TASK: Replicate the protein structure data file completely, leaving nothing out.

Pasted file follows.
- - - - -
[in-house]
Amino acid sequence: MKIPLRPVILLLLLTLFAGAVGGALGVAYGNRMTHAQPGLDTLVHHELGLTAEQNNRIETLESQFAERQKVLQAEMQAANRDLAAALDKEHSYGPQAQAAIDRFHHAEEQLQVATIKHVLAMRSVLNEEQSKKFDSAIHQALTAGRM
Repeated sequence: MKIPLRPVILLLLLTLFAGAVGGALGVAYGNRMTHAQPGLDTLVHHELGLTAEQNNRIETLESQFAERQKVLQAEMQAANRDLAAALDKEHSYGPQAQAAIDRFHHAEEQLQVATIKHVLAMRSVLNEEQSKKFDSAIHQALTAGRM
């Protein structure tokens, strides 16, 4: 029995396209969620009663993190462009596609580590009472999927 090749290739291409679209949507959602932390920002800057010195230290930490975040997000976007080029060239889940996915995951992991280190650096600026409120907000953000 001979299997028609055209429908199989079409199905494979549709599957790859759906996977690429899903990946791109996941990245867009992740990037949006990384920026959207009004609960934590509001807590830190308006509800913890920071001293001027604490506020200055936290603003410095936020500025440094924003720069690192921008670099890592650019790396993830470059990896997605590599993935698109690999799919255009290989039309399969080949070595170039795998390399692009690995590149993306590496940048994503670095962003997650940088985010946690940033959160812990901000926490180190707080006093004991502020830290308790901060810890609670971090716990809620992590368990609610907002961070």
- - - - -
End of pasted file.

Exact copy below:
[in-house]
Amino acid sequence: MKIPLRPVILLLLLTLFAGAVGGALGVAYGNRMTHAQPGLDTLVHHELGLTAEQNNRIETLESQFAERQKVLQAEMQAANRDLAAALDKEHSYGPQAQAAIDRFHHAEEQLQVATIKHVLAMRSVLNEEQSKKFDSAIHQALTAGRM
Repeated sequence: MKIPLRPVILLLLLTLFAGAVGGALGVAYGNRMTHAQPGLDTLVHHELGLTAEQNNRIETLESQFAERQKVLQAEMQAANRDLAAALDKEHSYGPQAQAAIDRFHHAEEQLQVATIKHVLAMRSVLNEEQSKKFDSAIHQALTAGRM
């Protein structure tokens, strides 16, 4: 029995396209969620009663993190462009596609580590009472999927 090749290739291409679209949507959602932390920002800057010195230290930490975040997000976007080029060239889940996915995951992991280190650096600026409120907000953000 001979299997028609055209429908199989079409199905494979549709599957790859759906996977690429899903990946791109996941990245867009992740990037949006990384920026959207009004609960934590509001807590830190308006509800913890920071001293001027604490506020200055936290603003410095936020500025440094924003720069690192921008670099890592650019790396993830470059990896997605590599993935698109690999799919255009290989039309399969080949070595170039795998390399692009690995590149993306590496940048994503670095962003997650940088985010946690940033959160812990901000926490180190707080006093004991502020830290308790901060810890609670971090716990809620992590368990609610907002961070």